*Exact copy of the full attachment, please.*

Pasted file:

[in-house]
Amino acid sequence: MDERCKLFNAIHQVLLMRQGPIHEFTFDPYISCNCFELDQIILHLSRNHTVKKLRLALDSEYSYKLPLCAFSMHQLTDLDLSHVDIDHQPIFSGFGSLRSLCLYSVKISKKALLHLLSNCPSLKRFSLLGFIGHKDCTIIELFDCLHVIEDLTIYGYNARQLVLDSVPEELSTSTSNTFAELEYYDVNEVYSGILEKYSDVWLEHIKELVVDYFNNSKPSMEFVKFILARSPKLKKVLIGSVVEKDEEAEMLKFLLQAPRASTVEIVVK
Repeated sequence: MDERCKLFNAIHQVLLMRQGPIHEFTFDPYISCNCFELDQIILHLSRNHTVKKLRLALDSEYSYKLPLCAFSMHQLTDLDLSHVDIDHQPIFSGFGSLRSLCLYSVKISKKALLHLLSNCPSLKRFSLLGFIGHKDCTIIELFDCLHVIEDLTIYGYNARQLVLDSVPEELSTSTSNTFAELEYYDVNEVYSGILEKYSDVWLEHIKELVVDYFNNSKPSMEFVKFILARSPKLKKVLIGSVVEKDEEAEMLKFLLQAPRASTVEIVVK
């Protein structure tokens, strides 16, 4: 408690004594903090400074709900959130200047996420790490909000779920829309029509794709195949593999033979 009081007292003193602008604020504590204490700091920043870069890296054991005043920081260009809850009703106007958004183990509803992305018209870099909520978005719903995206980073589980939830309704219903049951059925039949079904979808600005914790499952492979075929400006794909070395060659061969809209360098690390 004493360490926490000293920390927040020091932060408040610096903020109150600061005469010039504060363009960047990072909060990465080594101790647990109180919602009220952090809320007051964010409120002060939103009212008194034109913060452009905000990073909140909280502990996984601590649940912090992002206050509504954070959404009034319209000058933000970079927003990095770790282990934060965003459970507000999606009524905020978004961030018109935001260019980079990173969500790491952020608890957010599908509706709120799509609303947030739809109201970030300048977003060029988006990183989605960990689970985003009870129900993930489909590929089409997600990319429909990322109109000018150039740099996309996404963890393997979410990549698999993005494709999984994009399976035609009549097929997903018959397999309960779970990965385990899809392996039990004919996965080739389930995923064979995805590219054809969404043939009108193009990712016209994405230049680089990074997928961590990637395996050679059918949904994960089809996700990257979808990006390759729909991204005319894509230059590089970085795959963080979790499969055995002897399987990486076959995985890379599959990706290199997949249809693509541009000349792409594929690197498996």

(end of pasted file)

[in-house]
Amino acid sequence: MDERCKLFNAIHQVLLMRQGPIHEFTFDPYISCNCFELDQIILHLSRNHTVKKLRLALDSEYSYKLPLCAFSMHQLTDLDLSHVDIDHQPIFSGFGSLRSLCLYSVKISKKALLHLLSNCPSLKRFSLLGFIGHKDCTIIELFDCLHVIEDLTIYGYNARQLVLDSVPEELSTSTSNTFAELEYYDVNEVYSGILEKYSDVWLEHIKELVVDYFNNSKPSMEFVKFILARSPKLKKVLIGSVVEKDEEAEMLKFLLQAPRASTVEIVVK
Repeated sequence: MDERCKLFNAIHQVLLMRQGPIHEFTFDPYISCNCFELDQIILHLSRNHTVKKLRLALDSEYSYKLPLCAFSMHQLTDLDLSHVDIDHQPIFSGFGSLRSLCLYSVKISKKALLHLLSNCPSLKRFSLLGFIGHKDCTIIELFDCLHVIEDLTIYGYNARQLVLDSVPEELSTSTSNTFAELEYYDVNEVYSGILEKYSDVWLEHIKELVVDYFNNSKPSMEFVKFILARSPKLKKVLIGSVVEKDEEAEMLKFLLQAPRASTVEIVVK
């Protein structure tokens, strides 16, 4: 408690004594903090400074709900959130200047996420790490909000779920829309029509794709195949593999033979 009081007292003193602008604020504590204490700091920043870069890296054991005043920081260009809850009703106007958004183990509803992305018209870099909520978005719903995206980073589980939830309704219903049951059925039949079904979808600005914790499952492979075929400006794909070395060659061969809209360098690390 004493360490926490000293920390927040020091932060408040610096903020109150600061005469010039504060363009960047990072909060990465080594101790647990109180919602009220952090809320007051964010409120002060939103009212008194034109913060452009905000990073909140909280502990996984601590649940912090992002206050509504954070959404009034319209000058933000970079927003990095770790282990934060965003459970507000999606009524905020978004961030018109935001260019980079990173969500790491952020608890957010599908509706709120799509609303947030739809109201970030300048977003060029988006990183989605960990689970985003009870129900993930489909590929089409997600990319429909990322109109000018150039740099996309996404963890393997979410990549698999993005494709999984994009399976035609009549097929997903018959397999309960779970990965385990899809392996039990004919996965080739389930995923064979995805590219054809969404043939009108193009990712016209994405230049680089990074997928961590990637395996050679059918949904994960089809996700990257979808990006390759729909991204005319894509230059590089970085795959963080979790499969055995002897399987990486076959995985890379599959990706290199997949249809693509541009000349792409594929690197498996």